As for the “holiday” tree vs. “Christmas” tree debate,  I DO fall on the side of calling it a Christmas tree.  Denying Christmas is different than forcing people to celebrate.  By changing the name they try to deny what it really is to make it more acceptable, and I’m not for that.  Not that a Christmas tree encapsulates the holiday.  Christmas trees are a relatively recent addition to the celebration of Christmas.  Then again, you can call it whatever you want, but it’s still a Christmas tree – a rose is a rose is a rose…  But then again, is it a Christmas tree if there are NO religious symbols on it?  Is a tree decorated with balls and lights but no angels, crosses, baby Jesuses, or nativity scenes a Christmas tree, or is it something else?  That’s a whole other debate.  But you know what?  The tree in MY house? THAT, my friends, IS a Christmas tree, and I’ll share it with everyone who wants to see it.  I’m not going to lose sleep over what the government calls the lighted tree in or outside of the White House.

I also don’t lose sleep over the “Merry Christmas” vs. “Happy Holidays” from the salesperson in the store.  I can’t believe how important this has become, because I could really care less.  Since we are a country with no established religion, I would never want to force a Jewish or Muslim or Hindu or atheist etc… employee to wish me a Merry Christmas.  Really.  It puts them in a very difficult theological position personally.  Again, we need to stop being lazy and take responsibility for ourselves.  Who cares what the salesperson says to us???  What is coming out of OUR mouths???  Wish everyone and anyone Merry Christmas with joy in your heart if you want!  If the person you’re speaking with isn’t Christian then they can do with it what they will.  Heck, I’ve been wished Happy Hanukkah and I love it!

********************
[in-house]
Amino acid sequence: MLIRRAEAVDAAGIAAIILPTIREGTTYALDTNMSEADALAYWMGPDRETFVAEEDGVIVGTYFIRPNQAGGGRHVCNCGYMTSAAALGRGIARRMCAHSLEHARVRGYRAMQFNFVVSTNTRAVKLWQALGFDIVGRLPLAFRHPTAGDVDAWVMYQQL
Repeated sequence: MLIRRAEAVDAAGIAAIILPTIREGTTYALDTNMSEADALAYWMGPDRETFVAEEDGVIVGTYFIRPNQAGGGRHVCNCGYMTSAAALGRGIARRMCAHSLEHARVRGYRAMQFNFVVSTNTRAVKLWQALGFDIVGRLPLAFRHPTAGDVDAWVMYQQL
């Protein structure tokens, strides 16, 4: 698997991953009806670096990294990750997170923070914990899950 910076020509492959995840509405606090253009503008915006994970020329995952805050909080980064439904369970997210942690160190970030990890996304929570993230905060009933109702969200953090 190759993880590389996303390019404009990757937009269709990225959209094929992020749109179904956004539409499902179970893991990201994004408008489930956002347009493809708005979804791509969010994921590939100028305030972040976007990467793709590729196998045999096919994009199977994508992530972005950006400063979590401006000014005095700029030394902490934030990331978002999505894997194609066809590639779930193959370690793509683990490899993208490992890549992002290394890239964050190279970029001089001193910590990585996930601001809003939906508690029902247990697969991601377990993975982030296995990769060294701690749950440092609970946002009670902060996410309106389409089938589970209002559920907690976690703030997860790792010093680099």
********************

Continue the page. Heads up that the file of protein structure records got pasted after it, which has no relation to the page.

I feel the same way about public school kids singing Christmas carols.  There are PLENTY of secular songs to choose from – “White Christmas,” “No Place Like Home for the Holidays,” “Carol of the Bells,” “Silver Bells” etc… all part of our culture and none of them forcing a child of another (or no) religion to proclaim Jesus.  I am most certainly raising my children as Christians and they go to church every week.  But I have no expectation that my children will sing Christmas songs in school.  Our house echoes with wonderful religious and secular songs throughout the season, and we sing Advent and Christmas hymns in church.  I don’t need the school to provide that for my children.  If you want your child to be taught about Jesus and sing about Jesus in school, then send them to a private school.